Diego Maradona : biography
- Other – League Cup (Spain) and Super Cup (Italy)
|Argentina national team|
|Mandiyú de Corrientes||January 1994||June 1994||12||1||5||6|
|Racing Club||May 1995||November 1995||11||2||3||6|
|Argentina||November 2008||July 2010||19||14||0||5|
|Al Wasl FC||May 2011||July 2012||22||7||5||10|
Diego Maradona was born on 30 October 1960, at the Policlínico (Polyclinic) Evita Hospital in Lanús, Buenos Aires Province, but raised in Villa Fiorito, a shantytown on the southern outskirts of Buenos Aires, James Dart, Paul Doyle and Jon Hill, 12 April 2006. Retrieved 18 August 2006. to a poor family that had moved from Corrientes Province. He was the first son after three daughters. He has two younger brothers, Hugo (el Turco) and Raúl (Lalo), both of whom were also professional football players. Maradona has Spanish, and indigenous ancestry."". Time. 23 October 2009.
He was the fifth child and first son of ‘Chitoro’ Diego Maradona and ‘Doña Tota’ Dalma Salvadora Franco (1930–2011). Both his parents were illegitimate children; his father took the family name of his mother because his father did not recognise him as his own while his mother was only recognised by her father, Maradona’s grandfather Atanancio Ramón Edisto Franco when she was eighteen years old. They were both born and brought up in the town of Esquina in the north-east province of Corrientes Province, living only two hundred yards from each other on the banks of the Corriente River. In 1950, they left Esquina and settled in Buenos Aires. Maradona is a mestizo, a term traditionally used in Spain and Latin America for people of mixed Native American and European descent.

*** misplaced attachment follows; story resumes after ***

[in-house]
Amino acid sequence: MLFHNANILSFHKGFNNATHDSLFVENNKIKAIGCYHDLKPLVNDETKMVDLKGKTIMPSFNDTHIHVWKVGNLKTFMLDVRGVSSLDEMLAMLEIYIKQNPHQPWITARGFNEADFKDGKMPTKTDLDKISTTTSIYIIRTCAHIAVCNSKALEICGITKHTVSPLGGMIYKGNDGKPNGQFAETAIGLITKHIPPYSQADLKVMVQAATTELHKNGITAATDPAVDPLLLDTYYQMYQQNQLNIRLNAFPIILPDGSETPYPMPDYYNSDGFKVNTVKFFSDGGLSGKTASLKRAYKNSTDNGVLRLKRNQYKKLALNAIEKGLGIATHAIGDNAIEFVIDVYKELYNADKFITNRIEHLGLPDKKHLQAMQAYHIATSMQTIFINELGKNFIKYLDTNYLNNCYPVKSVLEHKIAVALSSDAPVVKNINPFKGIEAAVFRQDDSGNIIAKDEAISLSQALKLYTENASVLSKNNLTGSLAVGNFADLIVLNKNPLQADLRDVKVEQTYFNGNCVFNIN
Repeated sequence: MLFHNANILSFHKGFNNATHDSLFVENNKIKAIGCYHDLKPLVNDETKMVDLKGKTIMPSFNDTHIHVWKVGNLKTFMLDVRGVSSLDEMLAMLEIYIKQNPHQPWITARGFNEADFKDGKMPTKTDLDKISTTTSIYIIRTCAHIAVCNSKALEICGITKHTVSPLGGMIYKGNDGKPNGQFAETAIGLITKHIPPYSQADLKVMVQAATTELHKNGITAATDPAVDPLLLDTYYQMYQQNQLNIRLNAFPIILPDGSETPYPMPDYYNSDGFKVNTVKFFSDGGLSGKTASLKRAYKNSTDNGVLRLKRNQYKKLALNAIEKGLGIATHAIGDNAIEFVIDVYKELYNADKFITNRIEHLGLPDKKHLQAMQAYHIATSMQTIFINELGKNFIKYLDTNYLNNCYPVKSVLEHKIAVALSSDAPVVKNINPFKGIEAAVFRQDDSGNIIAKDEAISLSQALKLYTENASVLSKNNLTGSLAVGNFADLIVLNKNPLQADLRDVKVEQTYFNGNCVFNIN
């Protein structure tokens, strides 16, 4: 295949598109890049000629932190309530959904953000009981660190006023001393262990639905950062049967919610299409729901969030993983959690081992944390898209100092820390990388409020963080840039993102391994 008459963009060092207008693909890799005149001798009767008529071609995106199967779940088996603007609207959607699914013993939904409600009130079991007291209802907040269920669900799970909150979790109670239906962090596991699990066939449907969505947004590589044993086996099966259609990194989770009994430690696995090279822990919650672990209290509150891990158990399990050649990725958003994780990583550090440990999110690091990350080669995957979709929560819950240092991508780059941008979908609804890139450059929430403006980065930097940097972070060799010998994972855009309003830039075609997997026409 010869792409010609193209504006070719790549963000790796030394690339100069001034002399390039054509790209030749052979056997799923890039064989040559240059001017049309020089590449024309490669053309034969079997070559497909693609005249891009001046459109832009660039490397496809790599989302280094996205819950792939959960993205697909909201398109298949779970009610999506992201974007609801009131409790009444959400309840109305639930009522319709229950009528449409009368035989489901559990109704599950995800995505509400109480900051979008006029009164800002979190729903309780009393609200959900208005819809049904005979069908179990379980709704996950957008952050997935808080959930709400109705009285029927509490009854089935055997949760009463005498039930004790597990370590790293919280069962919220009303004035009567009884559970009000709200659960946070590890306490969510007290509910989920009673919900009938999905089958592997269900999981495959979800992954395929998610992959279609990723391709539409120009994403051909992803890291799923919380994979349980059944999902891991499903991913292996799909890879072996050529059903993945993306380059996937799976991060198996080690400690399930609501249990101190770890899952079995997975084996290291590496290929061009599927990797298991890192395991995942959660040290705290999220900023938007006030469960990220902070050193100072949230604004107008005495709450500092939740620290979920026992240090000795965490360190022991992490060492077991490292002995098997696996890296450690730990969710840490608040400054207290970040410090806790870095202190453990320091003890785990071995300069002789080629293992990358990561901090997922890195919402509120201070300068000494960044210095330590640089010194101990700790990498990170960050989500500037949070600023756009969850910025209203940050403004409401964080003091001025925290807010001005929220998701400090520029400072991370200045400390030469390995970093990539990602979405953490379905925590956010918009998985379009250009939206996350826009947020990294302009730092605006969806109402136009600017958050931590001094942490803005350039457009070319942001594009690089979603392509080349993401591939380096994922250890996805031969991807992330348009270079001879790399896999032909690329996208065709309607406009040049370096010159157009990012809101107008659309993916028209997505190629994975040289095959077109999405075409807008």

There is a dispute as to the source of the name Maradona. It had long been believed that it was of Italian origin, however Spanish researchers assert that the name originated from the region of Galicia. Salvador Rodríguez, La Opinión A Coruña, 23 October 2011.
At age 10, Maradona was spotted by a talent scout while he was playing in his neighborhood club Estrella Roja. He became a staple of Los Cebollitas (The Little Onions), the junior team of Buenos Aires’s Argentinos Juniors. As a 12-year-old ball boy, he amused spectators by showing his wizardry with the ball during the halftime intermissions of first division games.. Retrieved 18 August 2006.
Along with his time at Napoli, international football is where Maradona found his fame. Playing for the Albicelestes of the Argentina national football team, he participated in four consecutive FIFA World Cup tournaments, leading Argentina to victory in 1986 and to second place in 1990.